PHILADELPHIA (AP) — Kyle Schwarber crushed a 98 mph slider beyond the center field fence and the ball disappeared into a thicket of English ivy, Arborvitae, Holly, and other evergreen flourishing as the greenery backdrop at Citizens Bank Park.
Most of Schwarber’s homers land — and yes, they do land even as some he hits might best be viewed through the Hubble once they reach orbit — in easy to track spots.
This particular ball, hit against San Diego during Game 4 of the National League Championship Series, almost needed a search party to locate. The area was swept, not by the grounds crew as might be the assumption, but by the team in charge of collecting game-used memorabilia. Schwarber doesn’t make it easy; he hit two into the bushes in one game this year and it couldn’t be verified which ball was which.
The NLCS ball was, indeed, found (though the authenticator was careful not to disturb one worn ball resting in a bird’s nest).
“Trees and shrubs, you’ve got to really look through,” said John Hollinger, who runs the authentication program. “Balls do get wedged in different spots.”
Schwarber will say there is no spinach that fuels his muscle — even as his mammoth shots through the years have sunk into ivy or even smashed car windshields as he did in college — and that he’s just a slugger who happens to have a little extra oomph in his swing.
Let everyone else stand in awe of Schwarber’s prodigious blasts, that include the NL-best 46 he hit this season and three more in the NLCS. The Philadelphia Phillies slugger only counts the runs that each homer scores, not the distant distance.
“Everyone likes to talk about the far homers,” Schwarber said Wednesday. “I really don’t care how far they go for me. It’s more about getting a run on the board.”
Schwarber has bashed and mashed baseballs his entire career and his power surge in the first season of his $79 million, four-year contract with the Phillies has fueled their run to the World Series. Schwarber took his hacks during Wednesday’s workout at the ballpark before the team left for Houston. The Phillies will start right-hander Aaron Nola in Game 1 and right-handed ace Zack Wheeler in Game 2.
Schwarber has done the bulk of his damage from the leadoff spot, as the game moves far away from the days of speedy table-setters such as Vince Coleman or Rickey Henderson at the top of the lineup. Schwarber struck out 200 times and hit only .218 but had a knack for hitting some of the memorable homers of Philadelphia’s surprising run at the pennant.
Schwarber slammed a homer off the second-deck facade on opening day in his first at-bat with the Phillies. He led off Game 3 of the NLCS with a homer off Padres ace Joe Musgrove. And the capper, so far, of all the Schwarbombs — as they’re affectionately known in Philly — the 488-foot blast in Game 1 against the Padres that had an exit velocity of 120 mph.
That homer — the second longest overall in the postseason since Statcast started tracking distance in 2015 — launched 1,001 memes thanks to teammate Bryce Harper’s bug-eyed, mouth-agape reaction in the dugout.
“I thought it got pretty small pretty fast,” Harper said after the game.
The 29-year-old Schwarber simply remembered the homer came in a postseason win. It’s a run no matter that Schwarber turns into some sort of Paul Bunyan mythical figure that can scare the leather off the ball with each colossal moon shot.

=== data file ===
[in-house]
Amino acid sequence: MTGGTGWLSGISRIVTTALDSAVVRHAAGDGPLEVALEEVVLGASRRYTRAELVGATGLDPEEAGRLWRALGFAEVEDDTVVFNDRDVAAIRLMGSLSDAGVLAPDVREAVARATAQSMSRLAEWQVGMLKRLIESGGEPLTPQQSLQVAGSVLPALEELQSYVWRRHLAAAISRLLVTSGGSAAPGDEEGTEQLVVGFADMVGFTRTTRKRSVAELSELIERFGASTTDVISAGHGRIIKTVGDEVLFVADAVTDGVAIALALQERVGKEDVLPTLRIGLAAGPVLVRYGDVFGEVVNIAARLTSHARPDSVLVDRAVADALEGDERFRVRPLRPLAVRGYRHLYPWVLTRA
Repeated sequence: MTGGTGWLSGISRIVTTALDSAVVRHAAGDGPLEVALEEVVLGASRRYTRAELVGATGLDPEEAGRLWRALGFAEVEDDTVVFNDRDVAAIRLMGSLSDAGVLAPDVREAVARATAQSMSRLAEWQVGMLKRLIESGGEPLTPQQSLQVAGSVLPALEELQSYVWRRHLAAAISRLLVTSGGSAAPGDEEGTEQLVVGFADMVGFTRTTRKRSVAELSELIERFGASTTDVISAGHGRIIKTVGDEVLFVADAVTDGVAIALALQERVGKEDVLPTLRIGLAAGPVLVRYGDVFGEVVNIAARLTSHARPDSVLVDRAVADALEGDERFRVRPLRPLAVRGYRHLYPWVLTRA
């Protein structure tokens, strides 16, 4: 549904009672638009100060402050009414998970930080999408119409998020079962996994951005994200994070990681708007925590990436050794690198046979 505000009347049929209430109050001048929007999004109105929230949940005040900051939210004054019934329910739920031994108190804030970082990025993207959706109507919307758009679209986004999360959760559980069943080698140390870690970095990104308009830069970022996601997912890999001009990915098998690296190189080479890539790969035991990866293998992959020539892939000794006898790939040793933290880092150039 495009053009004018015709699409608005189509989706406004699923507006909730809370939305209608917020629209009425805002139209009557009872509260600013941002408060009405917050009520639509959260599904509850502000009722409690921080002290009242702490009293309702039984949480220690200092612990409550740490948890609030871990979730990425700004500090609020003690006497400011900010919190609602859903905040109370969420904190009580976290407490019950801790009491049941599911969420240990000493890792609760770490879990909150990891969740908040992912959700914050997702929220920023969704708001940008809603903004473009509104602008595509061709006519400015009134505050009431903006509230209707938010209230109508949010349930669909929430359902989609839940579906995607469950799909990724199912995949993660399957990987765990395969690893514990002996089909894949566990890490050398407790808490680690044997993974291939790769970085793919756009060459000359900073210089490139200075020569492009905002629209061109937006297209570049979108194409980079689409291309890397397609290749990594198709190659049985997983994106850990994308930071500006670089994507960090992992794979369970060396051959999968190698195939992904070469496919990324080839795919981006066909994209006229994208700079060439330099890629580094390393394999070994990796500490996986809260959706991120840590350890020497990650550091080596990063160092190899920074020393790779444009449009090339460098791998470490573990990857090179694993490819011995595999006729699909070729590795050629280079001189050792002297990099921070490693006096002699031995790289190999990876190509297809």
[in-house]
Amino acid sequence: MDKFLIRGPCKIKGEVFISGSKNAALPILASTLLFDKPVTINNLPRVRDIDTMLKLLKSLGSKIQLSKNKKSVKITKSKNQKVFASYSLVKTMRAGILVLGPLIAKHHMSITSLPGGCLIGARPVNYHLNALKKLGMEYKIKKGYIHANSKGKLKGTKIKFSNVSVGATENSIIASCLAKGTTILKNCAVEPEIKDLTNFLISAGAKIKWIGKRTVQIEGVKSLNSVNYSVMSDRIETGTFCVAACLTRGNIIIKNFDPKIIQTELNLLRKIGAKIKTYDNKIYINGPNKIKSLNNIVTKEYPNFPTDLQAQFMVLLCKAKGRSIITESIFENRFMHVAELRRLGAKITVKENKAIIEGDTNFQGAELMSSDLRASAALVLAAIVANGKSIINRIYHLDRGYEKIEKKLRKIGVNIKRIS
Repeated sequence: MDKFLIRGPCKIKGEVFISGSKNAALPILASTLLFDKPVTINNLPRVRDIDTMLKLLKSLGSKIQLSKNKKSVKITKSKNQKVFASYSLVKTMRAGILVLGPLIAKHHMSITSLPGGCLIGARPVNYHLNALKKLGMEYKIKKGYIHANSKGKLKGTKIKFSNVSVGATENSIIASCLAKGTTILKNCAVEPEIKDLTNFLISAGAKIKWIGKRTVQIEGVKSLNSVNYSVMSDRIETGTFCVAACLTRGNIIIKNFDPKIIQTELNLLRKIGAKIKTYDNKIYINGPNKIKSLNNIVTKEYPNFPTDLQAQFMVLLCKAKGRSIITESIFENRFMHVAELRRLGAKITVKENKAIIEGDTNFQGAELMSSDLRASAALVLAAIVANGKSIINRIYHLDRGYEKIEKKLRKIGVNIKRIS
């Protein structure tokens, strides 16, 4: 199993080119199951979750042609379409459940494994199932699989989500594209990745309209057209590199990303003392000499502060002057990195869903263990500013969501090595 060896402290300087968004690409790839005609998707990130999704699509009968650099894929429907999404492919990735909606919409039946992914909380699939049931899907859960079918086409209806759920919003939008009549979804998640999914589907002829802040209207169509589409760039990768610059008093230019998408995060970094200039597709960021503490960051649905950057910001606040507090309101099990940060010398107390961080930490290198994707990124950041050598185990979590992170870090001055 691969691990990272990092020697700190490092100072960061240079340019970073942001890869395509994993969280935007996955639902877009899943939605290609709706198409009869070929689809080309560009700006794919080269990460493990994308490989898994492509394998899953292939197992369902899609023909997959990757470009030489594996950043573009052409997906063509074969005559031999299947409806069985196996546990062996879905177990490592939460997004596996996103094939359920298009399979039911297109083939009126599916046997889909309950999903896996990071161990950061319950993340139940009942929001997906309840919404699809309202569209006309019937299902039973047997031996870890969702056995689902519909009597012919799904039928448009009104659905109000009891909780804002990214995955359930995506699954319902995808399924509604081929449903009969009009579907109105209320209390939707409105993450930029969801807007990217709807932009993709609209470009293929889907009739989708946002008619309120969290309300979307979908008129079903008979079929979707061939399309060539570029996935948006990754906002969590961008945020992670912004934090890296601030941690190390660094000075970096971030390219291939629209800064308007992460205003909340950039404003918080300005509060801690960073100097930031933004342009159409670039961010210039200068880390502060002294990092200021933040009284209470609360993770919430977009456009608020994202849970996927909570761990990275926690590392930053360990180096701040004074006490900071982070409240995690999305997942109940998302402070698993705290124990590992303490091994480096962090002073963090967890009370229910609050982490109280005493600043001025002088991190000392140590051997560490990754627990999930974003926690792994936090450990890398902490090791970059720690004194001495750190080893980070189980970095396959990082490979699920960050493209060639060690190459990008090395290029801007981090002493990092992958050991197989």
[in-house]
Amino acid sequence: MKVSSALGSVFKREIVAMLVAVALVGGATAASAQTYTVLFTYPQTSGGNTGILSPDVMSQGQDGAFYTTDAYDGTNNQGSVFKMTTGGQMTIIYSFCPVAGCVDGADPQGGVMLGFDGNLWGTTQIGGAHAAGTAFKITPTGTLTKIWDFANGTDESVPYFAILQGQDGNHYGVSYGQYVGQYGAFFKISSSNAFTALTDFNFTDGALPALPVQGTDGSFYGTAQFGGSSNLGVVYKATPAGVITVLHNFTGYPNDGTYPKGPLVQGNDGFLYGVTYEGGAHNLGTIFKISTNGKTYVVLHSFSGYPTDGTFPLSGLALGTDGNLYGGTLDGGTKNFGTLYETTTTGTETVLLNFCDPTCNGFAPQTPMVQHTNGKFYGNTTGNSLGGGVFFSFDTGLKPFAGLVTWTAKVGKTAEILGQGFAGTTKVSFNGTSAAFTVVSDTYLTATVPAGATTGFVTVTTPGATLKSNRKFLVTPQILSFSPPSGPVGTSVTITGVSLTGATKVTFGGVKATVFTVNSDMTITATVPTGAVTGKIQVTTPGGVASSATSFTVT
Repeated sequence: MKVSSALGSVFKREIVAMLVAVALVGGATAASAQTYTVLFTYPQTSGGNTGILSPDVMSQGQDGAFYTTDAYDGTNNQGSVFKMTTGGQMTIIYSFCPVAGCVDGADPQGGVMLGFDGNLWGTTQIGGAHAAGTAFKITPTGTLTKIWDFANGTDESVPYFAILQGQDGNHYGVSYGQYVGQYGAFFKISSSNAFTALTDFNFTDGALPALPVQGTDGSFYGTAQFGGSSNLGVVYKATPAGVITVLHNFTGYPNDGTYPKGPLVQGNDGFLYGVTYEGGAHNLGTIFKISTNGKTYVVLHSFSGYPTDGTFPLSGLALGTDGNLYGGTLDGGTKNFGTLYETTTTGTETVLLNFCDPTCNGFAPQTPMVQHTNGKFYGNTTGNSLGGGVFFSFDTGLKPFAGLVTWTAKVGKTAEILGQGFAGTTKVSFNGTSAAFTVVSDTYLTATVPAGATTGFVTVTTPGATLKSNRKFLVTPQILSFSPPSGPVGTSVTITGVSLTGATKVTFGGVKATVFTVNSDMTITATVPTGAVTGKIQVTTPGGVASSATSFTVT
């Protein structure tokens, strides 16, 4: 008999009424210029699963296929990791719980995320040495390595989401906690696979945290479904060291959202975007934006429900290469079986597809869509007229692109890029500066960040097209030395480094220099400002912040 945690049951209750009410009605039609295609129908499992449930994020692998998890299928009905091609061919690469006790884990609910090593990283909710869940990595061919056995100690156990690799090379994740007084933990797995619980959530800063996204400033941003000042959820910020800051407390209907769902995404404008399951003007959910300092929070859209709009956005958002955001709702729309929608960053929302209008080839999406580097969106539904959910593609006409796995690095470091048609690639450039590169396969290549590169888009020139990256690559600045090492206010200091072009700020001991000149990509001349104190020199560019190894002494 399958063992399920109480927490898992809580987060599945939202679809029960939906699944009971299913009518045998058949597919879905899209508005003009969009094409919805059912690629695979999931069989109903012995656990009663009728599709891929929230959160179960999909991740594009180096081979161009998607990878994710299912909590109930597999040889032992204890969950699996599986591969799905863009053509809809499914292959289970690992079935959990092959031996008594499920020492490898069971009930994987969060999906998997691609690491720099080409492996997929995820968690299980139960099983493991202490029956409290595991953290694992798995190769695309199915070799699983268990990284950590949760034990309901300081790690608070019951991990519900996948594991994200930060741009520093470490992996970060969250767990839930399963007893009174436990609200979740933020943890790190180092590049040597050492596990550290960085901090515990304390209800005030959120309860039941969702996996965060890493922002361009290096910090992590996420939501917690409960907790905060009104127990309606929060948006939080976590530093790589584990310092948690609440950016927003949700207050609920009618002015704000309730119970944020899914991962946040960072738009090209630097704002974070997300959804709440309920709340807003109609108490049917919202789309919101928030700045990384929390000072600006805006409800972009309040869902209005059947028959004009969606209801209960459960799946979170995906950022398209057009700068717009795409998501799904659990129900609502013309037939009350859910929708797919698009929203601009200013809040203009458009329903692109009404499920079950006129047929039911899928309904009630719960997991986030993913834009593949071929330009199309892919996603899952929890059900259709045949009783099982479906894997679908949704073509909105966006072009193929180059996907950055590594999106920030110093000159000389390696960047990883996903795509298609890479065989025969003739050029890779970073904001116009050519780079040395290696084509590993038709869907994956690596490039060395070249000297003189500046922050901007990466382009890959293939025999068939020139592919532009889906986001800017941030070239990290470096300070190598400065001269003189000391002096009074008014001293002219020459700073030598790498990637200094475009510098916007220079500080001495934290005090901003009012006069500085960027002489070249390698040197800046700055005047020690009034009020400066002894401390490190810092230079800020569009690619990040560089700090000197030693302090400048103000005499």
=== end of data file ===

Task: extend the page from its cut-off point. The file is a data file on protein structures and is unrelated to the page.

“Who cares about distance?” he asked. “I think it’s more about trying to impact a game in any way that you can, especially in important times, too.”
Schwarber made big October games a habit since he broke into the big leagues with the Chicago Cubs in 2015 and hit five homers in the postseason. The next year, Schwarber tore two ligaments in his left knee after a frightening collision with outfielder Dexter Fowler while chasing down a flyball. It was only the third game of the season and Schwarber about figured his year was over.
But 201 days later, and following months of relentless rehab, Schwarber returned to help the Cubs break the curse and win the 2016 World Series. He hit .412 with seven hits, one double and two RBIs in five World Series games.
He had a brief 72-game stint last season with Washington before he was traded to Boston. Naturally, Schwarber had a grand slam for the Red Sox in the AL Championship Series.
It’s certainly not his first postseason rodeo — Schwarber’s popularity soared like one of his homers after he rode a mechanical bull at the Phillies’ NLCS party at a bar across the street from the ballpark.
“He’s done it in a lot of different places, and when that usually happens, that tends to not be an accident,” Phillies first baseman Rhys Hoskins said. “Some guys just have that knack. They know what it takes to win. They know how to bring guys together, which I think has probably been some of the most important stuff he’s done in a Phillies uniform.”
Phillies manager Rob Thomson lauded Schwarber’s clubhouse contributions on Wednesday and noted how the slugger has seemed to enjoy holding court in front of his locker with younger teammates.
“He’s very outgoing and very honest with people,” Thomson said. “He jokes around about himself a lot which makes people feel comfortable to approach him. He helps the veterans, he helps the kids. And he goes through slumps, too, or periods of time when he’s not swinging the bat particularly well. Even though he’s trying to fix his own stuff, he’s still trying to help other people. That’s a great sign of a great teammate.”
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